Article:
— Let's Move! (NARA) (@letsmove) May 7, 2015
Calling the partnerships “unlike that of any previous first lady,” The Washington Post discusses the lasting legacy of Michelle Obama’s “Let’s Move” campaign, which has been a fixture of much of her time in the White House.
Over the years, we’ve seen the First Lady dance with Jimmy Fallon, Sesame Street characters and at countless events, all to encourage children to burn some calories and have a little fun at the same time. Outwardly, it has been a PR campaign that has drawn many people in, even when it has pushed some away with “nanny state” accusations. #ThanksMichelleObama is a popular hashtag for young people to post photos of school lunches they don’t like. (Though it appears that many of these complaints about school lunches have less to do with how healthy they are more to do with the fact that food quality standards are a problem.)
But perhaps more effective than anything else have been the relationships she’s fostered with companies that, in many ways, have just as much influence over what Americans eat as anything else. For instance, one of FLOTUS’ partners is Walmart, which sells billions in groceries every year. And she has worked with companies to provide more health information on packaging. There are also now guidelines and other arrangements made with movie theaters, and restaurant chains to disclose calories and other information so customers can make healthier choices. Schools and child care facilities have become more health conscious in their meal choices.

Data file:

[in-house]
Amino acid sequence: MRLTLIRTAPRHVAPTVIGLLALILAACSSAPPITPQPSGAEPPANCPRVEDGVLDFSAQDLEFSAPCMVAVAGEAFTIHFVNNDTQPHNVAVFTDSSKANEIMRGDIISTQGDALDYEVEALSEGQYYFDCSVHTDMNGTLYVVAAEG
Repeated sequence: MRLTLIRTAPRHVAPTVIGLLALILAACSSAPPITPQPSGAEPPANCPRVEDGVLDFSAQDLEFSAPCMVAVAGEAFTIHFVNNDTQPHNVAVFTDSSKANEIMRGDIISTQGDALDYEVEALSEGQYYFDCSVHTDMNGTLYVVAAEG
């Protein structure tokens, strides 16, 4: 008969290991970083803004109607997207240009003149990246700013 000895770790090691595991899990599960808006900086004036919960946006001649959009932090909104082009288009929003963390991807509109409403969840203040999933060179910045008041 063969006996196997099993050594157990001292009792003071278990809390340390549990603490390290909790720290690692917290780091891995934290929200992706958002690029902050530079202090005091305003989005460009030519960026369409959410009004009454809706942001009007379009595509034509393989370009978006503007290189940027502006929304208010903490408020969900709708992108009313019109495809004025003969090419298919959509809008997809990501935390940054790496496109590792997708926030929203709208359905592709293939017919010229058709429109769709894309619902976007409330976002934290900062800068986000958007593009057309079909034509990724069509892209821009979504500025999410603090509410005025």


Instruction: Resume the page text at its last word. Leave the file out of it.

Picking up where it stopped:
Experts praise the First Lady in the article for the successes of the program and for being a willing partner, someone eager to discuss and negotiate.
— Let's Move! (NARA) (@letsmove) May 1, 2015
On top of everything else, it’s been fun to watch the First Lady interact with people young and old, something she’s clearly very good at.
The narrow focus of the campaign has worked in its favor. Campaigns can quickly become unwieldy when they try to accomplish too much. And it has made modest achievements — the Centers for Disease Control say “[o]besity rates for children between the ages of 2 and 5 decreased between 2003 and 2012” though a third of children are still overweight or obese — in the face of a huge problem.